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ERIC Number: ED283367
Record Type: RIE
Publication Date: 1985-Oct
Pages: 11
Abstractor: N/A
Second-Language Learning in Early Childhood: Some Thoughts for Practitioners.
McLaughlin, Barry
There is much that can be done in early childhood education programs to foster second language learning in young children. The research literature on early childhood bilingualism clearly indicates that children can learn two languages simultaneously without apparent effort, without cognitive strain or interference in learning either language adequately. Young children will learn languages best in an environment where the languages are clearly separated by persons. Caregivers can facilitate language learning by talking in an appropriate way to young language learners, as they do intuitively and spontaneously when communicating with a child, and by providing a stimulating and diverse linguistic environment with meaningful social interactions, including those with native-speaking peers. There is considerable evidence from ethnographic research that children from minority cultures learn better when classroom interactional patterns match patterns they are accustomed to, and teachers need to accommodate the child's expectations while gradually introducing mainstream values, language patterns, and interactional styles. Different kinds of classroom structure and teaching behavior work well with children of different language backgrounds. However, care must be taken that the children not lose their first language and culture. (MSE)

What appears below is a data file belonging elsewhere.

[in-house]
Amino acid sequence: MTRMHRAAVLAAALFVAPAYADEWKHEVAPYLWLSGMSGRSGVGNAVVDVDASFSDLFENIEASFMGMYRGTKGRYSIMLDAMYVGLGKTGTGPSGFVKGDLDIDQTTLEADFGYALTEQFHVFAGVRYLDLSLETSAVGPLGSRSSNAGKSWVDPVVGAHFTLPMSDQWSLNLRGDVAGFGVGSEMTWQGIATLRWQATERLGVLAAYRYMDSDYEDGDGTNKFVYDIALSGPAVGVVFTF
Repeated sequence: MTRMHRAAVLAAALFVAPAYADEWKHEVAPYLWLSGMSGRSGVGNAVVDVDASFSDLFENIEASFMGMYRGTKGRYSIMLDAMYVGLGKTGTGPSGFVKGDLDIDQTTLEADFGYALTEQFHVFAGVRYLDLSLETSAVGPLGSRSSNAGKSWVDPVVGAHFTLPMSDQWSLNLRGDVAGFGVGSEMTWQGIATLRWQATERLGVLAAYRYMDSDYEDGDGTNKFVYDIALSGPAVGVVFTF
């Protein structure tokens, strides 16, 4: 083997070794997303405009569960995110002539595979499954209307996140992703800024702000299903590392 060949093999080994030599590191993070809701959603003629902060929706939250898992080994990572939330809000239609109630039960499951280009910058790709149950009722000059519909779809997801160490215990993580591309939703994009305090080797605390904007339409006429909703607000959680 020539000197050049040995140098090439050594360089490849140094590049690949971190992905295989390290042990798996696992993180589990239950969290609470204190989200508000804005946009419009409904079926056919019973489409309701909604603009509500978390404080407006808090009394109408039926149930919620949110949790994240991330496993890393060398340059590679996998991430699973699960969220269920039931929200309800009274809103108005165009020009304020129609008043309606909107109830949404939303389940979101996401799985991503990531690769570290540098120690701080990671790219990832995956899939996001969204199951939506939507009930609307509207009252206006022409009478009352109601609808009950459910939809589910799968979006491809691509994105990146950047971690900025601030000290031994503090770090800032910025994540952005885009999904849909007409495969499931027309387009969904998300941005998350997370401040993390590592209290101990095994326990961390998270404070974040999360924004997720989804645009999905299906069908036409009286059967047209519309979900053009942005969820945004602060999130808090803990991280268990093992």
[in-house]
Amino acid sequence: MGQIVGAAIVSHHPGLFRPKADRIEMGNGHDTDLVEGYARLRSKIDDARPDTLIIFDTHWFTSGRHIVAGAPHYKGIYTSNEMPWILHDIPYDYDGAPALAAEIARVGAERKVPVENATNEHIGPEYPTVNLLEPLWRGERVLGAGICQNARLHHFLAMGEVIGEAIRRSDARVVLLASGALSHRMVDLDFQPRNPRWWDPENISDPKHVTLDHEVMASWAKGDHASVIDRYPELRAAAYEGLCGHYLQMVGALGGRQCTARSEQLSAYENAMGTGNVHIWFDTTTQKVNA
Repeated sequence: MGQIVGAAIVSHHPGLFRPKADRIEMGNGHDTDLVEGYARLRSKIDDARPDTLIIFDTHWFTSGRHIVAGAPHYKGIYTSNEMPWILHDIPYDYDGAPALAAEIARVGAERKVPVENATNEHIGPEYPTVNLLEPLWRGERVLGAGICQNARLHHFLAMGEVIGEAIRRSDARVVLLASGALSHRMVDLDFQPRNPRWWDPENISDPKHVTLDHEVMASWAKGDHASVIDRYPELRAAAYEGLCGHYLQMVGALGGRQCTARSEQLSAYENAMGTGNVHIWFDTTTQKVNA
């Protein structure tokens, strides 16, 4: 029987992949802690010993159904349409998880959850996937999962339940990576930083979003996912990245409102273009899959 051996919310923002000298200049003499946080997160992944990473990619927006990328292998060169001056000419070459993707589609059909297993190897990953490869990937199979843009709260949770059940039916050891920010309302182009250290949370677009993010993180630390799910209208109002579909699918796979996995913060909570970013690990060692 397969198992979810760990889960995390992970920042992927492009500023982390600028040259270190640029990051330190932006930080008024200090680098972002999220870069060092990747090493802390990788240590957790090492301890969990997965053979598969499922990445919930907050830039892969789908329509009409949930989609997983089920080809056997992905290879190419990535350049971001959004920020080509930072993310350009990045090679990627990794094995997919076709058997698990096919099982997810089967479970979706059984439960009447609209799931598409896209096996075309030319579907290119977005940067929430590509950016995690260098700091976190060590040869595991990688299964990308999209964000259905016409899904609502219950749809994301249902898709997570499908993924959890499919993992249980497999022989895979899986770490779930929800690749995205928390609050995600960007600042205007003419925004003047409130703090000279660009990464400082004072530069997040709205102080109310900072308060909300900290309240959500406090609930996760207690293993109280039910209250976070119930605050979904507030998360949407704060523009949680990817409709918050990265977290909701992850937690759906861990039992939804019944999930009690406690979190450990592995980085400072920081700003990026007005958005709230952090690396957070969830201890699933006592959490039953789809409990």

Publication Type: Guides - Classroom - Teacher; Speeches/Meeting Papers
Education Level: N/A
Audience: N/A
Language: English
Sponsor: N/A
Authoring Institution: N/A
Note: In: Second Language Learning by Young Children; see FL 016 716.